Avalanche closes highway near Lake Tahoe; no school in Reno

Heavy snow in northern Nevada and the Sierra has closed schools throughout the Reno-Sparks area and triggered an avalanche that shut down a California highway just west of Lake Tahoe.

The Washoe County School District cancelled all classes Monday after more than a half-foot of snow fell overnight on some parts of Reno.

Carson City schools were on a 2-hour delay, the same with Western Nevada College. Douglas County Schools were canceled Monday. Lyon County schools operated on a 1-hour delay.

U.S. Interstate 80 reopened over the Donner Pass west of Truckee, California, but chains or snow tires were required and a number of other Sierra passes remain closed.

Two cars were trapped but no one injured when an avalanche closed California State Highway 89 between the Squaw Valley ski resort and Tahoe City, California.

KRNV-TV in Reno reports the avalanche dumped snow 12-feet high across about a 200-foot stretch of the highway shortly after 1 a.m. Monday.

Heavy snow at Lake Tahoe has caused a roof to collapse at a liquor store and forced the evacuation of neighboring businesses, including a South Lake Tahoe pet hospital.

South Lake Tahoe Fire Chief Jeff Meston says the roof collapsed and broke a sprinkler pipe at a liquor store on Harrison Avenue at about 2:45 a.m. Monday.

No one was hurt. But Meston told the Lake Tahoe News there was a “ton of water on the street” when crews arrived. He says local utility workers had to dig through more than a foot of snow to find the main shut-off valve.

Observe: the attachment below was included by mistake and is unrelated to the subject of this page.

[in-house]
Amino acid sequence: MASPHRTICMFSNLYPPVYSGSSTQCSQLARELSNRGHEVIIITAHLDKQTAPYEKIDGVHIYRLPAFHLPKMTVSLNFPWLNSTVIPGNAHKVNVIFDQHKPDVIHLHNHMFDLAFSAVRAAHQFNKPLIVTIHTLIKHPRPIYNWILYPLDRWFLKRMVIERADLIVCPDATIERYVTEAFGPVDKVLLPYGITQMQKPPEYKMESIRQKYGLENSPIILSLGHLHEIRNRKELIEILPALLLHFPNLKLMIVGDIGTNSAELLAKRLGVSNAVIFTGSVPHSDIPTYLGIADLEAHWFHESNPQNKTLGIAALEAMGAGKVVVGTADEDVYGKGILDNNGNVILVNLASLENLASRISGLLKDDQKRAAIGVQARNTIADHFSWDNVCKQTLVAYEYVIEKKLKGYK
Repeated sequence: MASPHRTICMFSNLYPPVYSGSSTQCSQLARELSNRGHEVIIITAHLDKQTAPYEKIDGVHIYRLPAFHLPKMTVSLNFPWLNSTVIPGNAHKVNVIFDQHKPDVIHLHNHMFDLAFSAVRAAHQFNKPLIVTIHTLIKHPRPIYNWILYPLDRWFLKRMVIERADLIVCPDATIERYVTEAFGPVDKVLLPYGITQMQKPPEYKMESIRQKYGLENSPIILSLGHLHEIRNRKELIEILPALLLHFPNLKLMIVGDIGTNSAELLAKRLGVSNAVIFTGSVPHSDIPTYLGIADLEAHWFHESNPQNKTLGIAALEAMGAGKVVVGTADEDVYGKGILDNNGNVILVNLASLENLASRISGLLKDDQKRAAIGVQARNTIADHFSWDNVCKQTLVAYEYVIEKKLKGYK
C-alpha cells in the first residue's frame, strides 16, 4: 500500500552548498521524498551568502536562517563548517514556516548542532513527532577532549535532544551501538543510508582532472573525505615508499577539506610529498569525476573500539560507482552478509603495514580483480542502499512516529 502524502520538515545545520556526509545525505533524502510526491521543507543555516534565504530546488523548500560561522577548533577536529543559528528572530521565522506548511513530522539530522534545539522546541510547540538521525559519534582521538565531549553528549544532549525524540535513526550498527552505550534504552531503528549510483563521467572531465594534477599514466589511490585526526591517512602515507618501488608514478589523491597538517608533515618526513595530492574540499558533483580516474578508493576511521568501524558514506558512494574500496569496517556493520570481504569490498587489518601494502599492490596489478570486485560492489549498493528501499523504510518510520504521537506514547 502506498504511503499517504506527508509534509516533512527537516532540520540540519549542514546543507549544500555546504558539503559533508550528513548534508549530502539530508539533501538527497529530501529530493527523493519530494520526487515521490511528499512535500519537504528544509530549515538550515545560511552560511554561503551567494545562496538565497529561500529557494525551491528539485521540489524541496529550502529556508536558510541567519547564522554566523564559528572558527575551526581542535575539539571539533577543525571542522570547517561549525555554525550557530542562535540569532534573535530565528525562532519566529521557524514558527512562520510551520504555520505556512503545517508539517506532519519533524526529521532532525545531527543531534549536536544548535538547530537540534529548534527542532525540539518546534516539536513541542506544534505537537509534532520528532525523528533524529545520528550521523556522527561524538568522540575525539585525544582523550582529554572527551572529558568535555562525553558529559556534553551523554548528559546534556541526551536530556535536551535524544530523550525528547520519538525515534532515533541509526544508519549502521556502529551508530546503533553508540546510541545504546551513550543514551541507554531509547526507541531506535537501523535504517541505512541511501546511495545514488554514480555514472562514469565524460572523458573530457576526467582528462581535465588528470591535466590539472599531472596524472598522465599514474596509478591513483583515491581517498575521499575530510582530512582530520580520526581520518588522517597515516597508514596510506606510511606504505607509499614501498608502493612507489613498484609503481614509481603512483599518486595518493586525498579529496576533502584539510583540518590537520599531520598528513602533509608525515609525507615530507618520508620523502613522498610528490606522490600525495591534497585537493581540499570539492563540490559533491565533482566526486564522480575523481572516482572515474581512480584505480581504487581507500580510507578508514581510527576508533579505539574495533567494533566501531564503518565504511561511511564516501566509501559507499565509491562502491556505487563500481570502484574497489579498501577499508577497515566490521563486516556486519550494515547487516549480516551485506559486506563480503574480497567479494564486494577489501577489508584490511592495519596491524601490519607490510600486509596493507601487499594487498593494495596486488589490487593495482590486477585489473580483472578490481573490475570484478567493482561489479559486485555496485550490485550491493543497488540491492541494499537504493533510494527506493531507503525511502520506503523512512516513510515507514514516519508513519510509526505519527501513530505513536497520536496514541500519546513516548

Animals at the nearby Sierra Veterinary Hospital have been evacuated while officials inspect the integrity of the neighboring businesses.

The National Weather Service reports that 30 inches of snow fell at the Heavenly ski resort at South Tahoe between 6 a.m. Sunday and 6 a.m. Monday. A total of more than 7 feet has fallen there over the past five days.

Check NVRoads.com before traveling.


The tail end of a punishing winter storm system lashed California with thunderstorms and severe winds Monday after breaking rainfall records, washing out roads and whipping up enormous waves. At least four people died and several others were rescued from raging floodwaters during three storms in four days.

A thunderstorm brought ashore hail northwest of Los Angeles in Santa Barbara County, where a tornado warning was briefly issued. No tornadoes were reported but wind gusts topped 60 mph.

Flood watches and warnings remained in place for much of Southern California, a day after nearly 4 inches of rain fell south of Los Angeles, inundating roadways, toppling trees and raising concerns about damaging mudslides.

Commuters faced a messy drive to work, with rainfall expected to ease slightly but not taper off until Tuesday. Motorists were urged to use caution on mountain passes where heavy snow fell.

The National Weather Service had warned that the system could be among the strongest storms in years, and it delivered.

Long Beach Airport received 3.87 inches of rain by 5 p.m. Sunday, breaking the all-time daily record for rainfall. Los Angeles Airport got 2.78 inches, another single-day record.

California has been swamped during a wet winter that has brought plenty of rain and snow after years of drought.

A man’s body was found in a rain-swollen creek in rural northern San Diego County, which received more than 2.5 inches of rain. The water was moving so swiftly that crews were not immediately able to pull the victim to shore, according to the Union-Tribune newspaper.